She said, “It seems like it’s been years that we’ve been talking about ‘breaking the cycle.’ So when is the cycle really broken? I have friends my age who came from poor backgrounds, and now they’re working in professional jobs and making money. So you could say they ‘broke the cycle,’ but now here we are helping these girls, and they’re in a younger generation, but they’re still in ‘the cycle.’ So I guess the cycle wasn’t really broken.”

Maybe it is helpful to think of ICA as ministering in part to its students, and in part to the students’ families, to their children and to future generations. It’s true that a ministry like ICA cannot enact the kind of social change that happens all at once, for an entire generation of citizens. It serves a small group of girls, and even for them it cannot right some of the wrongs that have already been done. But for those girls, within their families, the “cycle” is broken, starting now, with her generation. If the school cannot directly deal with all of the ugly effects of injustice, it can put each girl on a track that leads to a different kind of life. And because of that, her children will not need a place like ICA to obtain the opportunity that they deserve. And perhaps her children’s children will have a childhood free of the stresses of economic precarity.

So even when I am faced with small moments that expose the depth of our students’ needs, and I feel where both I and the school are lacking, I believe in our mission and work, and I have hope for the girls and for their families. Everyone at ICA is working hard, and the effects might be slow to appear. But over time, for all of ICA’s families, the possible will be achievable, and the ideal will be real.

Freshman poses in the ICA Admissions Office, where she works on Fridays.

Tuesday, November 25, 2014

Giving Thanks by Showing Thanks!

Kate Kirbie served as a Dominican Volunteer from 2012 to 2013 at the Racine Dominican Eco-Justice Center in Racine, WI. After serving she was hired as the Assistant to the Director of the Eco-Justice Center where she continues to minister, leading environmental education programs and helping to care for the farm.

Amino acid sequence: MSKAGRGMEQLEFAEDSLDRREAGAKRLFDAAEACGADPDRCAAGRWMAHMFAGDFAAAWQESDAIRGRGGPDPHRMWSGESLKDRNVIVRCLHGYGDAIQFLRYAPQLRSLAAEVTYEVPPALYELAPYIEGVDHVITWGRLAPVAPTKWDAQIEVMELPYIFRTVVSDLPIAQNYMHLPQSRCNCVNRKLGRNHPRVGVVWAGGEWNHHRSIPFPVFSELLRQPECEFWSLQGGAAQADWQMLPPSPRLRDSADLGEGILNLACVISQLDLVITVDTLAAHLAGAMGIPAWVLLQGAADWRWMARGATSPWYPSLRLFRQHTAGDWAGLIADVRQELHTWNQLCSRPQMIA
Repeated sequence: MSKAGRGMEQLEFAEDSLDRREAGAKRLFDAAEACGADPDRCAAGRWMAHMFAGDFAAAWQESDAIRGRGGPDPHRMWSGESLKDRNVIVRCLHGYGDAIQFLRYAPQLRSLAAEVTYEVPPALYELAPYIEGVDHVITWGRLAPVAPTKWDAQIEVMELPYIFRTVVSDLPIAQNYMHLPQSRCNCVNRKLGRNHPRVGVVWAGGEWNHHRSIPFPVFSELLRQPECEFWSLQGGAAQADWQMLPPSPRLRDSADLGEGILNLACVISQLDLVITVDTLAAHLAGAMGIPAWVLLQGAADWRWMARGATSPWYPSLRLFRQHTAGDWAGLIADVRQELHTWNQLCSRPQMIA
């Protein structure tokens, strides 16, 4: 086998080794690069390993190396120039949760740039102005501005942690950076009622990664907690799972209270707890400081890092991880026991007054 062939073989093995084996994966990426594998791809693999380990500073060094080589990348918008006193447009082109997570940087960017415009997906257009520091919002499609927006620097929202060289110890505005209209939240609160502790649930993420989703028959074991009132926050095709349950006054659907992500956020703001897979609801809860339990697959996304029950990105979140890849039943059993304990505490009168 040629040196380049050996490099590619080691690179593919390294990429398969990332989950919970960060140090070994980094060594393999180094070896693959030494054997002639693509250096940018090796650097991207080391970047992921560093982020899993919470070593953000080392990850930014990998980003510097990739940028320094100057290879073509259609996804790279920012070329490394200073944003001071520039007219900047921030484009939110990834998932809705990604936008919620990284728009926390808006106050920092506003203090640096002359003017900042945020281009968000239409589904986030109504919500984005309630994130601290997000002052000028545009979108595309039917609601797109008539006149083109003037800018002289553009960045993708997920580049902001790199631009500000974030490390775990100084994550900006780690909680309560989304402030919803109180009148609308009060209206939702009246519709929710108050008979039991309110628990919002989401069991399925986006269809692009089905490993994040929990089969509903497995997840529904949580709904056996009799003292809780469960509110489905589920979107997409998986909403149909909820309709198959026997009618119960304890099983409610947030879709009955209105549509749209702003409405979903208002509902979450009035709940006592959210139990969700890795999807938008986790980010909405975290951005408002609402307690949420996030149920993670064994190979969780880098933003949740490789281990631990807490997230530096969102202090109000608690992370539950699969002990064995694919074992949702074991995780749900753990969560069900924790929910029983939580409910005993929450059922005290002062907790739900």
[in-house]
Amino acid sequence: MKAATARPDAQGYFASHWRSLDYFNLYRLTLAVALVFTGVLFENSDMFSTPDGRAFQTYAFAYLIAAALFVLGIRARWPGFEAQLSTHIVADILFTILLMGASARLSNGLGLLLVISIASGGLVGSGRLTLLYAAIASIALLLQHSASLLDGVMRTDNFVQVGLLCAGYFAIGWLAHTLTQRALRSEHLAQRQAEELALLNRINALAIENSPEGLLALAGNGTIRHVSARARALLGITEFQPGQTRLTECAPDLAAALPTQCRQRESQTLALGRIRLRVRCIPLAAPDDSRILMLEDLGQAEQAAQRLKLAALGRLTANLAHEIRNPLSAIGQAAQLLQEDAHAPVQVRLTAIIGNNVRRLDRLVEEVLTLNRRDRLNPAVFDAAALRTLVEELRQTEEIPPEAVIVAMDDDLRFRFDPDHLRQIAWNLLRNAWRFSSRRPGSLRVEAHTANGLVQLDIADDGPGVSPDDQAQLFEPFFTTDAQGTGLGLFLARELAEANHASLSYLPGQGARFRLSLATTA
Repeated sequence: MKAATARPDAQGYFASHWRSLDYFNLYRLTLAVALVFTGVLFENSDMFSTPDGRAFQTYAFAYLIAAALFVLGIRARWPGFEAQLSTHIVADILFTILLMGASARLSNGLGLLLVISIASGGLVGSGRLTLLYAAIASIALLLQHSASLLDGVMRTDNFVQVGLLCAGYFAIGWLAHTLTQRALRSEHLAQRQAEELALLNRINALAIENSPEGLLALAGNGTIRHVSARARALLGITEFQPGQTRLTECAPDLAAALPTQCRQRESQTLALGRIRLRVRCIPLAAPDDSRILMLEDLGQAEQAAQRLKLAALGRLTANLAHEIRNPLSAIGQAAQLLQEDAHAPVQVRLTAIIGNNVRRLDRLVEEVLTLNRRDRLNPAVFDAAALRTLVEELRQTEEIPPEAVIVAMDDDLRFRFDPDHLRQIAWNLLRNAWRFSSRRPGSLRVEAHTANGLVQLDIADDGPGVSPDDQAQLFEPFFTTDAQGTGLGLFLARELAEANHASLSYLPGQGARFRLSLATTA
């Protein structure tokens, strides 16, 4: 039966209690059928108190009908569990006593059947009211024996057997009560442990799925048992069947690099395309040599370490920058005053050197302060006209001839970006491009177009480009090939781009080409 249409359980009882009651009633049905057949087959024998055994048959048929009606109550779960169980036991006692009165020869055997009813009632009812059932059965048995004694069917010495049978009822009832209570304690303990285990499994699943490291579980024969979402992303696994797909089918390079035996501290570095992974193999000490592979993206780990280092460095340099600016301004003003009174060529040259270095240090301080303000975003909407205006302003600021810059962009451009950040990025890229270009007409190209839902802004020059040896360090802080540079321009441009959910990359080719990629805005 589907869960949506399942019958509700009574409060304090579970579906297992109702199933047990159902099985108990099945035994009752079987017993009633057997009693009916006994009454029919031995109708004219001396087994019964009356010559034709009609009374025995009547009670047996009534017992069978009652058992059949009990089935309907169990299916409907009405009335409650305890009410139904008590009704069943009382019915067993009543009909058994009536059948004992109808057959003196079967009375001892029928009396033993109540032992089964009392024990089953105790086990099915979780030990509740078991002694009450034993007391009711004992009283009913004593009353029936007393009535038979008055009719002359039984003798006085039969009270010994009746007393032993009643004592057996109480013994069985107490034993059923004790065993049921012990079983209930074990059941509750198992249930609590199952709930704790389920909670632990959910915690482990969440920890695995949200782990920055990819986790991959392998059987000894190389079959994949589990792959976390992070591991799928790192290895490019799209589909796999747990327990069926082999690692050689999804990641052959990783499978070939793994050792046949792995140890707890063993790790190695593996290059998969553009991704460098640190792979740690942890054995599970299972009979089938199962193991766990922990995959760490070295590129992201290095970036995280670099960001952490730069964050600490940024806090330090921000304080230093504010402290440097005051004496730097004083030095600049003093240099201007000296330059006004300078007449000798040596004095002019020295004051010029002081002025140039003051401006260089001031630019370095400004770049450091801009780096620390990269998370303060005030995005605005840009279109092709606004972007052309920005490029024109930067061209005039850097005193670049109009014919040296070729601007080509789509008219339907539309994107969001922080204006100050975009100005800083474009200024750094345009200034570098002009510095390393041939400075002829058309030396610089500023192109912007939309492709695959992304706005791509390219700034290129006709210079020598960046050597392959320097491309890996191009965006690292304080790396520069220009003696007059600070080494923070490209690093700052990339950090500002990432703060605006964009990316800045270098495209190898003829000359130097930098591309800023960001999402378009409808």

Is it just me or has November gone by fast? Maybe it is the cold quickly confronting us, making the outdoors feel more like the frigid weather after Christmas, or maybe it is me overly occupying my days with fall events. Either way, Thanksgiving is just around the corner. Thanksgiving is a time to make a point to acknowledge the relationships we have, appreciate our health and the experiences we’ve had, and maybe even acknowledge the simple blessings, like food, water, and clean air. 

On Thanksgiving, no matter if you have a large turkey for twenty family members, or spend a small meal together with few, we can easily recognize our thanks for food. Living and working at the Eco-Justice Center, I’ve grown accustomed to praying in thanksgiving for “the hands that worked to prepare and grow the food we eat.” For Thanksgiving on the farm, we gather the squash and potatoes from the root cellar, defrost beans and fruit from the freezer, open cans jarred last year, and prepare the turkey that recently left the farm. We, as do many, become closer to our food as we cook and eat our Thanksgiving meal.

But there are many gifts in our lives that we can easily overlook. The fact that the food is safe enough for us to eat is a great blessing. Most of us probably also pay little attention to the water that fills our drinking glasses. Along the same line, I only think of the cleanliness of the air I breathe when I drive by the Oak Creek coal power plant just north of Racine. Still, many others are living with the health consequences of drinking contaminated water or breathing in air pollutants.